|Subject||:||RE:Zili overlay brocading|
|Date||:||09-28-2000 on 01:02 p.m.|
|Dear Ken and all, Marla uses the term "zili overlay brocade" to describe the technique and has a drawing of the structure and pictures of examples at something like image 8.17 - 8.19 (or thereabouts) of her book. Perhaps she can describe how the yarns wrap and turn back when the color changes. The illustration doesn't show that. The yarns "come back" through exactly the same course as they "go out," thus creating the distinctive ribbed appearance. In a slit tapestry kilim, I believe that the normal return of a yarn would be to pass under a warp that had been just been passed over. In zili, the yarns don't do that. They return, and excuse my terminology, through the same course. Following is an example of a zili overlay brocaded khordjin from the Caucasus, probably Karabagh. The bridge uses a different technique that I believe is called "chii" or something like that by Wertime and Wright. The white is cotton. Wendel|
|Date||:||09-28-2000 on 01:49 p.m.|
|Dear Wendel, I think it's because of the 2 "hidden" wefts. They use the wefts as a sort of "interlocking" item. That's why all silehs and vernehs have two wefts. If they had one, the designweft would easaly pull out the basic weft. Best regards.|
|Subject||:||RE: Zili image|
|Date||:||09-28-2000 on 04:45 p.m.|
|Dear all, My immediate apology goes to Marla Mallett. In a previous post I said that her illustration 8.17 did not show the return as color changes when, in fact, it does. This is an instance of looking at something and not seeing what is there to be seen. In my own defense, her black and white drawing makes it a little more difficult to see the return than does the image posted previously. When I looked at Marla's drawing more carefully, I saw what was there to be seen. Wendel|
|Date||:||09-28-2000 on 04:46 p.m.|
|Daniel Deschuyteneer Dear Vincent and you all, Your drawing of Zili overlay brocading is correct. It's nevertheless uncorrect to say that there are always two wefts in such fabrics. There are Zili overlay brocading woven with only one weft between the patterning yarns and other one with more than two wefts. It would be interesting to know how many wefts there are in Wendel's first piece. The design is flatter and coarser than in the Caucasus (Karabagh) zili overlay brocaded khordjin he shows in his last posting. According to Marla Mallett, Woven Structure page 91, this may suggest an Eastern Anatolian origin if there are three ground wefts between rows of patterning yarns. Thanks, Daniel|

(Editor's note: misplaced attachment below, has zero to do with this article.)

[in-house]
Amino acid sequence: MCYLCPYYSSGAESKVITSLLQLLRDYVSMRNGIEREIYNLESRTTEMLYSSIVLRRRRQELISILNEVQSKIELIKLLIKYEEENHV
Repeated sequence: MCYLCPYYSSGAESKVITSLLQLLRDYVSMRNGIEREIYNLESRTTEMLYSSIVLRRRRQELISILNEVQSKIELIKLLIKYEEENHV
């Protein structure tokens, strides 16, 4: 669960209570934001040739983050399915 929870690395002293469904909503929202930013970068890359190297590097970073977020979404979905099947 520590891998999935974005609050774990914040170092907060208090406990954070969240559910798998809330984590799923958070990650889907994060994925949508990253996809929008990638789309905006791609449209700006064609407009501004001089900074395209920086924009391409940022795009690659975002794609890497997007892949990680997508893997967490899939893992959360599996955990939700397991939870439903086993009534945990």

|Date||:||09-28-2000 on 04:50 p.m.|
|Dear Wendell, Can you post a direct scan from the front and the back of your zili overlay brocading? Thanks, Daniel|
|Date||:||09-29-2000 on 06:13 a.m.|
|Dear Daniel, I learned from you that Zilehs with one, two, three wefts excist. But in making the genaral picture clear: I wanted too have a lead into making a differentiation between Zileh versus Soumack. And I'm pretty sure that if I put up the statement: "Soumack has one or none wefts" someone will find a Soumack with two wefts. I think it's essential to stick with the basic form inwich a certain item is most likely to be encounterd. Without "feeling" the item in this discussion, it's hard. In the 80'ties you could tell blindfolded if it was Sileh or Soumack. It's possible, the Sileh under discussion, is technically a Soumack. -Soumack is weft wrapping. (Making the structure very tight, hardwearing) If all the wefts are cut at the back, you'ld see a symmetric knotted rug. -Sileh is floating wefts and extra weft wrapping. (Making the structure softer, and the material used, feels softer, because it's original intendet use needed softnes.) Pfffjuh, hope someone can translate this. Best regards,Vincent|
|Subject||:||RE: Direct scans of zili|
|Date||:||09-29-2000 on 02:46 p.m.|
|Dear Daniel and all, Daniel asked for direct scans of the fronts and backs of the two zili weavings that I posted, so I will do so. While both are zili, I was struck by how different they feel from one another as I scanned them. The first is the Karabagh khordjin: The second is the piece I presented in the potpourri at the TM and what may be Anatolian. Any thoughts on its specific origin would be welcome. I lightened the color on the Anatolian (?) panel so as to show its construction. In fact, it is much darker than the Karabagh khordjin. Best, Wendel|